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  Energy conservation in mapped reference frame: Nonlinear Schrodinger equation

+ 2 like - 0 dislike

This question might be a bit off topic for this forum. If so, let me know and I will remove it. 

$\textbf{General overview}$: I am studying surface gravity waves and am mapping reference frames, from a laboratory frame to a so called fetch frame, and am finding that energy is not conserved in the new frame. My question is, is there some form of work in the new reference frame that I am overlooking, that could lead to this discrepancy? Or perhaps I'm missing something else. 

Now the details: This question is about 2 dimensional deep-water irrotational inviscid surface gravity waves, where $x$ is the direction of wave propagation, and $z$ depth. These waves obey the laplacian in the interior, i.e. 

$$\nabla^2 \phi =0,$$

with $\phi$ the velocity potential. The boundary conditions are 

$$\eta_t+\phi_x\eta_x =\phi_z; \quad \phi_t+\frac{1}{2}(\nabla \phi)^2 + gz=0; \quad @z=\eta$$

with $\eta$ the free surface displacement. Finally, we have no flow at the bottom, i.e $\phi_z = 0 \ @z=-h$ with the depth h taken to infinity. There are several integrals of these equations (Whitham 1962, Benjamin and Olver 1982). Let's consider one, namely the energy. It can be shown that 

$$\frac{\partial}{\partial t} \left(\int_{-h}^{\eta} \frac{1}{2}(\nabla \phi)^2 \ dz +\frac{1}{2}g \eta^2 \right)+\frac{\partial}{\partial x} \left(\int_{-h}^{\eta}\phi_x(p+\frac{1}{2}(\nabla \phi)^2 + gz) \ dz  \right)=0$$

Now, due to the complexity in the equations, we consider an asymptotic model, namely, the nonlinear Schrodinger equation (NLSE). This is a weakly nonlinear narrow-banded asymptotic model, and can be derived from the governing equations in a variety of ways. The most straightforward is to take an asymptotic series of $(\eta,\phi)$, in the small parameter $\epsilon =ak$, the slope of the waves, i.e. 

$$\eta =\bar{\eta} +\frac{1}{2}\sum_{n,m: n\ge m}^N \eta_{nm} \epsilon^n e^{i m\theta}+c.c; \quad \phi =\bar{\phi} +\frac{1}{2}\sum_{n,m: n\ge m}^N \phi_{nm} \epsilon^n e^{i m\theta}e^{mz}+c.c.$$

where $\theta =x-t$ (we're going to nondimensionalize space by $k$ the wavenumber, time by $\omega$ with $\omega^2 = gk$), and the coefficients $\eta_{nm},\phi_{nm}$ are slow functions of space and time, with overbars representing the phase average of a quantity and c.c. denoting complex conjugate. We let $N=3$, that is we want to derive equations accurate to order 3 and finally let $\phi_{11}=A$. We can now find the other coefficients, as a function of $A$. Grinding through quite a bit of algebra, one finds

$$\phi =\epsilon^2\bar{\phi}+\frac{1}{2}([\epsilon A-iz\epsilon^2 A_x -\left(\frac{1}{16}+\frac{z^2}{2}\right) \epsilon^3 A_{xx} -\frac{1}{2}|A|^2A]e^{i\theta}e^z +c.c)$$

$$\eta =\epsilon^3 \bar{\eta}+\frac{1}{2}\left([i\epsilon A+\frac{\epsilon^2}{2}A_x+\frac{i}{16}\epsilon^3 A_{xx}-\frac{3i}{8}\epsilon^3 |A|^2A]e^{i\theta} +\left[-\frac{\epsilon^2}{2}A^2 +i\epsilon^3 AA_{x}\right]e^{2i\theta}\right.$$

$$\left.-\frac{3i}{8}\epsilon^3 A^3e^{3i\theta} +c.c.\right),$$

$$\left. \epsilon^3 \phi_z\right|_{z=0} = \frac{\epsilon^3}{2}\frac{\partial |A|^2}{\partial x}; \quad \quad \epsilon^3 \bar{\eta}+\epsilon^3 \left.\bar{\phi}_t\right|_{z=0}=0$$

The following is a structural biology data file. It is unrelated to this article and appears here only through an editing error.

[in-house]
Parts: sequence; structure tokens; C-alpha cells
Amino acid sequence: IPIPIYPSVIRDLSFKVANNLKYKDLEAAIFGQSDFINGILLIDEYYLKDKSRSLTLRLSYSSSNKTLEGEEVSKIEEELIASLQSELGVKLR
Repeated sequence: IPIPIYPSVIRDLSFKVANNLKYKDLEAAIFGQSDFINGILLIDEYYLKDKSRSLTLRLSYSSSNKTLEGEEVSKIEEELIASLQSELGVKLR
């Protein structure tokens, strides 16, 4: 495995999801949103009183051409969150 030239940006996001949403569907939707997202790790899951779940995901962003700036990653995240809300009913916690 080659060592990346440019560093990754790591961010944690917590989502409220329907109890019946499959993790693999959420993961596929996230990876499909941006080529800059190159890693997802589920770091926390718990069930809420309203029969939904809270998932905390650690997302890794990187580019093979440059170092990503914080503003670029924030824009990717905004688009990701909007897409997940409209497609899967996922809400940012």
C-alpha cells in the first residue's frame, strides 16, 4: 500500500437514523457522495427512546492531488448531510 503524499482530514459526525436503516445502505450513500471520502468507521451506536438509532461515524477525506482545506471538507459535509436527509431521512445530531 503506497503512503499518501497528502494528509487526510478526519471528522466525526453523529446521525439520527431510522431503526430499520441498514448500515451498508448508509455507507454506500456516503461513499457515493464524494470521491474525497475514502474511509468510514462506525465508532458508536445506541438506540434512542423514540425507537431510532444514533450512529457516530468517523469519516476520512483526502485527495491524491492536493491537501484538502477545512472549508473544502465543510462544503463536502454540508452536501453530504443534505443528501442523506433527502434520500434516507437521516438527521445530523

$$\epsilon^2 A_t+\epsilon^2 \frac{1}{2}A_x +\epsilon^3 \frac{i}{8}A_{xx} +\epsilon^3 \frac{i}{2}|A|^2A =0$$

The last equation is the nonlinear Schrodinger equation (NLSE) for water waves. Now, this equation has an infinite number of conserved integrals. The three of interest here are the simplest:

$$I_1= \int\epsilon^2 |A|^2 \ dx; \quad I_2 =i\int\epsilon^3 (AA^*_x-A^*A_x) dx; \quad I_3 = \epsilon^4\int |A|^4-\frac{1}{2}|A_x|^2 \ dx,$$

where the integrals are taken over all of space (and the wave envelopes A are taken to be compact through this discussion). 

Now, the energy I would like to consider is that corresponding to the phase averaged quantities, and will be defined as 

$$E =\int \frac{1}{2\pi}\int_0^{2\pi}\left(\int_{-h}^{\eta} \frac{1}{2}(\nabla \phi)^2 \ dz +\frac{1}{2} \eta^2 \right)\ d\theta \ dx $$

Putting in the expansions for $(\phi,\eta)$ I find 

$$E= \frac{1}{2}I_o+\frac{1}{4}I_1+\frac{1}{8} I_2$$

which is exactly conserved. 

Now, for easiest comparison of the predictions of this equation with laboratory experiments, one maps into so called fetch coordinates, given by $\chi = x$, $\tau =2x-t$. For fixed $x$,  $\tau$ goes like minus time. 

In these coordinates, the NLSE becomes 

$$\epsilon^3(A_{\chi}+iA_{\tau \tau}+i|A|^2A)=0$$

and the integrals $I_o,I_1$ stay the same (with $x\to \tau$, and we denote these with a prime) while 

$$I_2 \to I_2'=\epsilon^4 \int \frac{1}{2}|A|^4-|A_{\tau}|^2 d \tau.$$

However, when I compute the energy in this new reference frame (call it E'), I find (either by transforming $E$ given above, or by transforming $(\phi,\eta)$ and then the energy integral)

$$E' = \frac{1}{2}I_o'+\frac{1}{2}I_1'+\frac{1}{4}I_2'+i \int (AA^*_{\chi}-A^*A_{\chi}) d \tau $$

This last term is my source of confusion. If one substitutes in the NLSE, then they see $E'$ is not conserved. This makes me think that there is some form of work being done in this reference frame that I did not account for, but I have not been able to figure out where it could be coming from. Note, a simple test example is the compact soliton solution $A= sech \sqrt{2} \tau e^{-i\chi}$. Clearly, in this example, the energy should be conserved regardless of whether one is considering canonical time evolution equations, or the spatial evolution equations. 

Does anyone have any comments or suggestions? Also, please let me know if something needs to be clarified. 

asked Aug 16, 2015 in Theoretical Physics by Nick Pizzo [ no revision ]
recategorized Aug 16, 2015 by dimension10

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